“The virus was so politicized that science had to rule. We decided we were going to be the truth-tellers,” Sowers said about the website Hopkins set up that quickly became a go-to resource nationwide. He added that Hopkins also has consulted with representatives from the movie, music and business industries, among others, on how to go back to work safely.
As advice to community leaders, Suntha said that they should have clarity in the communication approach to the workforce. “As business leaders, personal responsibility and personal decisions send a very clear message,” he said, noting leaders have a responsibility to communicate expectations.
Samet said the entire theme of the discussion should be “a trusted voice” and suggested business leaders create an environment that allows for trusted, safe conversation. He stressed the importance of an open dialogue.
Many health care workers are dealing with issues of post-traumatic stress, mental fatigue and burnout.
- People afraid of catching the virus themselves
- People staying at hotels to avoid infecting family members
- Specific impact on the African-American and Latinx communities
- Xenophobia toward Asian colleagues
- People trying to cope with issues of social injustice and racial inequity following the death of George Floyd and others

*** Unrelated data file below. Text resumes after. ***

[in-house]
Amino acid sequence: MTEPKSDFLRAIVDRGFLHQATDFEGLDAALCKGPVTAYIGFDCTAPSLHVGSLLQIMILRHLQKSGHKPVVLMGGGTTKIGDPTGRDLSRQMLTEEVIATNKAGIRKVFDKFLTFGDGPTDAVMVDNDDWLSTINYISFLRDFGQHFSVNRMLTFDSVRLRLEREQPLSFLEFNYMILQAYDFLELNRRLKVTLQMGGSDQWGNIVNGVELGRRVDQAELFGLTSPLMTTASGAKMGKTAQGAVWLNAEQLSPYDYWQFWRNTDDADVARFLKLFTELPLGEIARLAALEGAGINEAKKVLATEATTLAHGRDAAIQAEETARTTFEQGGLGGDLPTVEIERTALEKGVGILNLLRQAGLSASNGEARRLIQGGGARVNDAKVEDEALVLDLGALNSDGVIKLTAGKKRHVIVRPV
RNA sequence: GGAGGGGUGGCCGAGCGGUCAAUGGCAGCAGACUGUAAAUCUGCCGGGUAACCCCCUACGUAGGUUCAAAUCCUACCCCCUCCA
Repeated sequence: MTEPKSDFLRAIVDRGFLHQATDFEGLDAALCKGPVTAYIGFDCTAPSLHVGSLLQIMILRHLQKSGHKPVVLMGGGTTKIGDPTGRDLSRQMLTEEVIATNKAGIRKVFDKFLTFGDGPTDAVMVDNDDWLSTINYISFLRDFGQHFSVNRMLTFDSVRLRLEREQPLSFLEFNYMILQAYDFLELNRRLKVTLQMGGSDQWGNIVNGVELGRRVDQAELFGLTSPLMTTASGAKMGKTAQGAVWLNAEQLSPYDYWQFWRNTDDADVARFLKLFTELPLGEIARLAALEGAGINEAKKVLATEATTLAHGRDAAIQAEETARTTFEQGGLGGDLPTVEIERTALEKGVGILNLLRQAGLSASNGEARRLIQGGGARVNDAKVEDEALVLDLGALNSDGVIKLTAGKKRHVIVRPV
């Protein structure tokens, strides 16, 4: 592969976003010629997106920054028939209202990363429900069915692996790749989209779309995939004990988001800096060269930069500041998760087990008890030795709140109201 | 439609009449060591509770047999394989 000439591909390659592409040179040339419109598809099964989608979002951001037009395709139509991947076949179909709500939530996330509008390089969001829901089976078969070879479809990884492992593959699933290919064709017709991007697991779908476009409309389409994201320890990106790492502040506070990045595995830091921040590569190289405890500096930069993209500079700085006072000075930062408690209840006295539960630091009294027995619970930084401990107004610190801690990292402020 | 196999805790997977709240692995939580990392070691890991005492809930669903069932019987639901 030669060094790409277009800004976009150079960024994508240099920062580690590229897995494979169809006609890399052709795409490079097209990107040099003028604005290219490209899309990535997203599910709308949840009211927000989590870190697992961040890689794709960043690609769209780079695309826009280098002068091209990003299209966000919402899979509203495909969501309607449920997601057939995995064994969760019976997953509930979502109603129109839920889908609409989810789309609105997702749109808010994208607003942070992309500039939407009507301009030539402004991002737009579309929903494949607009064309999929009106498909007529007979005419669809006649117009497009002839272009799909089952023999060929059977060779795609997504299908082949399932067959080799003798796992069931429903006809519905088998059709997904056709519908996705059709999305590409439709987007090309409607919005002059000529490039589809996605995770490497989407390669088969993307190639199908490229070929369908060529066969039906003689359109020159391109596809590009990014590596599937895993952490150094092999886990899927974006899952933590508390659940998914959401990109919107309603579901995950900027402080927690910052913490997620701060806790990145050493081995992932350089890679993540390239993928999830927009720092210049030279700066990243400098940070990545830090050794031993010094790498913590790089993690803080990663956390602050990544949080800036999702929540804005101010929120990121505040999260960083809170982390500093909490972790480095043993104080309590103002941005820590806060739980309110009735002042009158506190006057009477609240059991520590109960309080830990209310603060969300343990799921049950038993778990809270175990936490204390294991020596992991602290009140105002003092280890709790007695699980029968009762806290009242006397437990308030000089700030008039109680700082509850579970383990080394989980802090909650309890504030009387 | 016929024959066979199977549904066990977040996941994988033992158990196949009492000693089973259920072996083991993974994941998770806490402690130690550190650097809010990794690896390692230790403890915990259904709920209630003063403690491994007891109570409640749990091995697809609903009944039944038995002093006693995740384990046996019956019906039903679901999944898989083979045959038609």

- 1,400 people on antidepressants who had no prior history of depression
He said, “It’s OK to not be OK right now” and added that there is no one-size fits all fix for this.
Samet commented on the issue that these health care workers are saving people’s lives who may not be following safety protocols. “People take for granted, at times, that they are counting on a nurse, physician … being there for them when they need them.” He added that “it’s a psychological burden for health care workers to take care of people who disregard safety procedures.”
Suntha shared an anecdote about a nurse who told him, “I don’t feel like a hero anymore. I’m just tired.”
Preparing for the Vaccine
All three panelists said they would strongly encourage staff members to take the vaccine and noted that business leaders would be instrumental in communicating the message.
“The community should have confidence that we’re doing the things we need to do to distribute the vaccine,” Samet said. He advised leaders to openly share the science and be a trusted voice.
Sowers noted that due to the negative history of vaccine trials among some groups, “we are going to have to do a lot of work in the community on education.” He recommended reaching out to churches and other community leaders to get them onboard with the messaging.
Sowers: “Continue to connect the heart and the head. People are tired and you’ve got to give them hope.” He added that it’s all about the science, the research and training the next generation.
Samet: “A simple ‘thank you’ matters.” He also stressed the importance of acceptance and clarity concerning health differences in various communities.
Suntha: “Our future is incredibly bright. We’re only going to excel … as we get through to the other side of this challenge.”